Recall report: Acella pulls thyroid tablets after a raft of side effect reports; mislabeling causes Pfizer's Hospira to yank 2 lots of anesthetics
Acella Pharmaceuticals has pulled its NP Thyroid tablets off US shelves after routine testing found different versions of the drug not hitting potency marks. In this case, that screw-up had an immediate effect on patients with 43 reports of serious side effects, the FDA said.
The 38 recalled lots contained less than 90% of their labeled amount of liothyronine and levothyroxine, the FDA said. Of those lots, 35 of them were 100-count bottles of either 15mg, 120mg, 30mg, 60mg or 90 mg tablets. Another three were seven-count bottles of 15mg, 30mg and 120mg tablets.
Patients who take the hypothyroidism medication could experience signs of an underactive thyroid, which includes fatigue, increased sensitivity to cold, constipation, dry skin, puffy face, hair loss, slow heart rate, depression and unexplained weight loss or game. There is reasonable risk of serious injury in newborn infants or pregnant women as well, including early miscarriage or neural and skeletal development impairments. Elderly patients may experience cardiac pain, heart palpitations or cardiac arrhythmia.
“Acella is proactively notifying its consignees to discontinue distribution of the above referenced lots being recalled and is arranging for return of all recalled products,” the FDA said. “Patients who are currently taking NP Thyroid from the lots being recalled should not discontinue use without contacting their healthcare provider for further guidance or a replacement prescription.”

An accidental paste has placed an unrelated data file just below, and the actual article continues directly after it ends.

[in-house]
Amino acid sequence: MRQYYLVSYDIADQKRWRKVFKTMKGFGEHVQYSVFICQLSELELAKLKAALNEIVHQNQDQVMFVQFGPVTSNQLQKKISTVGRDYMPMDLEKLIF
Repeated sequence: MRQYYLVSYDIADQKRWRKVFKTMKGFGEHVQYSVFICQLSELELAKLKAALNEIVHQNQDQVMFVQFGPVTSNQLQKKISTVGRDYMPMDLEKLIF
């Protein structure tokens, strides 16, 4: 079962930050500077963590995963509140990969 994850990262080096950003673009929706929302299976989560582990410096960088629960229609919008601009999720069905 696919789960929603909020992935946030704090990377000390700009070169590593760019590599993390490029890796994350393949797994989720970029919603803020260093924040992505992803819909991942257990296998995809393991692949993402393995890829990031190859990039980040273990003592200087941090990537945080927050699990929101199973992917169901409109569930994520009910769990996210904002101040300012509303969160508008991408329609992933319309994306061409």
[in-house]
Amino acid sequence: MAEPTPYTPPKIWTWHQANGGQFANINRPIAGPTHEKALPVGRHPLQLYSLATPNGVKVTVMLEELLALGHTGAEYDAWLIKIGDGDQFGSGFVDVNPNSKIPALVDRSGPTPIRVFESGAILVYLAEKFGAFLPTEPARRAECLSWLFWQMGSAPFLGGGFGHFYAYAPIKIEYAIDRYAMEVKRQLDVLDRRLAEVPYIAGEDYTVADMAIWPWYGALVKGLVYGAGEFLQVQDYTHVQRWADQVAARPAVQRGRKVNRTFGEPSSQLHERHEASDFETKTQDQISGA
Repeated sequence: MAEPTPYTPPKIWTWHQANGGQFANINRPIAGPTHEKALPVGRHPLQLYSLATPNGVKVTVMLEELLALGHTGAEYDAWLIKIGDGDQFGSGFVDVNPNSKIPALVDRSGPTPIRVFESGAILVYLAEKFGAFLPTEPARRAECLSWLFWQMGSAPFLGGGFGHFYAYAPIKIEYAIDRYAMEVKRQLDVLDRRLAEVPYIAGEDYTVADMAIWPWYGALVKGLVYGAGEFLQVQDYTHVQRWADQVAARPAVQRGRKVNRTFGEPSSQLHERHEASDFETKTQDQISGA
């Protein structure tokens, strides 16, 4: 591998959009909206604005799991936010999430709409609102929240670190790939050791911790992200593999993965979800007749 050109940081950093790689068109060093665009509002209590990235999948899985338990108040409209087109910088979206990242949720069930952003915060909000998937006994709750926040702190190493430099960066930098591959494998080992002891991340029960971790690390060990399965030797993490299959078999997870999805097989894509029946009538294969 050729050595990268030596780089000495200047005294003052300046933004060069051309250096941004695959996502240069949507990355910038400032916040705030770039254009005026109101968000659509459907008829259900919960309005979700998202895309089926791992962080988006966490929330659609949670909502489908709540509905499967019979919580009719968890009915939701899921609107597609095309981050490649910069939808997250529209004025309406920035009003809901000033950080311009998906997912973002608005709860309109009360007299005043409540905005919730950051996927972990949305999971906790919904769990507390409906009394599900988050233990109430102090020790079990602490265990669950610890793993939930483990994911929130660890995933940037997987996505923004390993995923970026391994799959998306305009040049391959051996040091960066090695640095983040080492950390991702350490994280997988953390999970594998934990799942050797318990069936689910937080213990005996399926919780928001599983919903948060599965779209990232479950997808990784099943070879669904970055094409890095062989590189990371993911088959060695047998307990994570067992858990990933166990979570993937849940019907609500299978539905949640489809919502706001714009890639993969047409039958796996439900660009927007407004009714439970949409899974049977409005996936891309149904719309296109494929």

Pfizer’s Hospira is also recalling two lots of anesthetics — one of bupivacaine hydrochloride injection and one of lidocaine hydrochloride injection — after switching up the labels on both products.
The issue was identified as an investigation of a customer report, the FDA said this week.
If the 0.5% bupivacaine were to be administered to a patient instead of the necessary 1% lidocaine, an overdose is possible, which could lead to seizures, respiratory and heart abnormalities. If the 1% lidocaine was administered instead of the dose of bupivacaine, a patient could be severely underdosed and the drug would not provide adequate pain management, Hospira said.
“To date, Hospira has not received reports of any adverse events associated with this issue for these lots,” the FDA said.
The two lots, EG6023 for the bupivacaine and EG8933 for the lidocaine, were set to expire on July 1, 2022, and Aug. 1, 2022, respectively, and distributed between Dec. 29, 2020, to April 15, 2021.
Form 483s from FDA inspections at Hospira’s plant found a number of problems with that plant’s operations, including inadequate and incomplete impact and risk assessments and inadequately qualified monitoring of the manufacturing process. Procedures to prevent microbiological contamination of drug products were also not established, the forms stated.